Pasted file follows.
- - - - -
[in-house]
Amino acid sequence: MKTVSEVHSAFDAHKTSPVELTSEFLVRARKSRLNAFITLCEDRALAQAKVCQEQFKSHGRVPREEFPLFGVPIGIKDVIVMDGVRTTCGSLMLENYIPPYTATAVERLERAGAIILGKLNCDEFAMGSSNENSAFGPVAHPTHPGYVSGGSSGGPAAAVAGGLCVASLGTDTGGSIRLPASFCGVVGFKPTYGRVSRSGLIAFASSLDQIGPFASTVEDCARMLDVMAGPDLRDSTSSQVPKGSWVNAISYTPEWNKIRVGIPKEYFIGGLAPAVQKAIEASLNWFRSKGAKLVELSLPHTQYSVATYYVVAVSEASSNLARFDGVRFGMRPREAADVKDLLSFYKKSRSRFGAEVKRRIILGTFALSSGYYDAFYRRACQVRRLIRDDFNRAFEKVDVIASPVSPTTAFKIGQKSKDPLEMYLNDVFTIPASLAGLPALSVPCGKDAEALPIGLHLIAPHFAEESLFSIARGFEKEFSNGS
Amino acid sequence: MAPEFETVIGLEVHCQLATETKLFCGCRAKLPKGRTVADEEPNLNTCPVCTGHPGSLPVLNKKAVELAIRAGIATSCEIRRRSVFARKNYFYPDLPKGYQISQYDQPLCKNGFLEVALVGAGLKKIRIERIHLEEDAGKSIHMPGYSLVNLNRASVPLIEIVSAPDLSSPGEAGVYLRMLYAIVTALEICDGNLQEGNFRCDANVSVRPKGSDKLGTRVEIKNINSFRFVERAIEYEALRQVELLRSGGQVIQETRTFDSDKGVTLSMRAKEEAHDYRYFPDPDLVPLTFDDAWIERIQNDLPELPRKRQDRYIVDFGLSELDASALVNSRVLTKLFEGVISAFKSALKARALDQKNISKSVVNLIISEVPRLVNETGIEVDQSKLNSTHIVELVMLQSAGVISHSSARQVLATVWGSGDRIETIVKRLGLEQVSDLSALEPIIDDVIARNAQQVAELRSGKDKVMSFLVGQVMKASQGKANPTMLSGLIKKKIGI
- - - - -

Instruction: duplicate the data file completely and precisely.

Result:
[in-house]
Amino acid sequence: MKTVSEVHSAFDAHKTSPVELTSEFLVRARKSRLNAFITLCEDRALAQAKVCQEQFKSHGRVPREEFPLFGVPIGIKDVIVMDGVRTTCGSLMLENYIPPYTATAVERLERAGAIILGKLNCDEFAMGSSNENSAFGPVAHPTHPGYVSGGSSGGPAAAVAGGLCVASLGTDTGGSIRLPASFCGVVGFKPTYGRVSRSGLIAFASSLDQIGPFASTVEDCARMLDVMAGPDLRDSTSSQVPKGSWVNAISYTPEWNKIRVGIPKEYFIGGLAPAVQKAIEASLNWFRSKGAKLVELSLPHTQYSVATYYVVAVSEASSNLARFDGVRFGMRPREAADVKDLLSFYKKSRSRFGAEVKRRIILGTFALSSGYYDAFYRRACQVRRLIRDDFNRAFEKVDVIASPVSPTTAFKIGQKSKDPLEMYLNDVFTIPASLAGLPALSVPCGKDAEALPIGLHLIAPHFAEESLFSIARGFEKEFSNGS
Amino acid sequence: MAPEFETVIGLEVHCQLATETKLFCGCRAKLPKGRTVADEEPNLNTCPVCTGHPGSLPVLNKKAVELAIRAGIATSCEIRRRSVFARKNYFYPDLPKGYQISQYDQPLCKNGFLEVALVGAGLKKIRIERIHLEEDAGKSIHMPGYSLVNLNRASVPLIEIVSAPDLSSPGEAGVYLRMLYAIVTALEICDGNLQEGNFRCDANVSVRPKGSDKLGTRVEIKNINSFRFVERAIEYEALRQVELLRSGGQVIQETRTFDSDKGVTLSMRAKEEAHDYRYFPDPDLVPLTFDDAWIERIQNDLPELPRKRQDRYIVDFGLSELDASALVNSRVLTKLFEGVISAFKSALKARALDQKNISKSVVNLIISEVPRLVNETGIEVDQSKLNSTHIVELVMLQSAGVISHSSARQVLATVWGSGDRIETIVKRLGLEQVSDLSALEPIIDDVIARNAQQVAELRSGKDKVMSFLVGQVMKASQGKANPTMLSGLIKKKIGI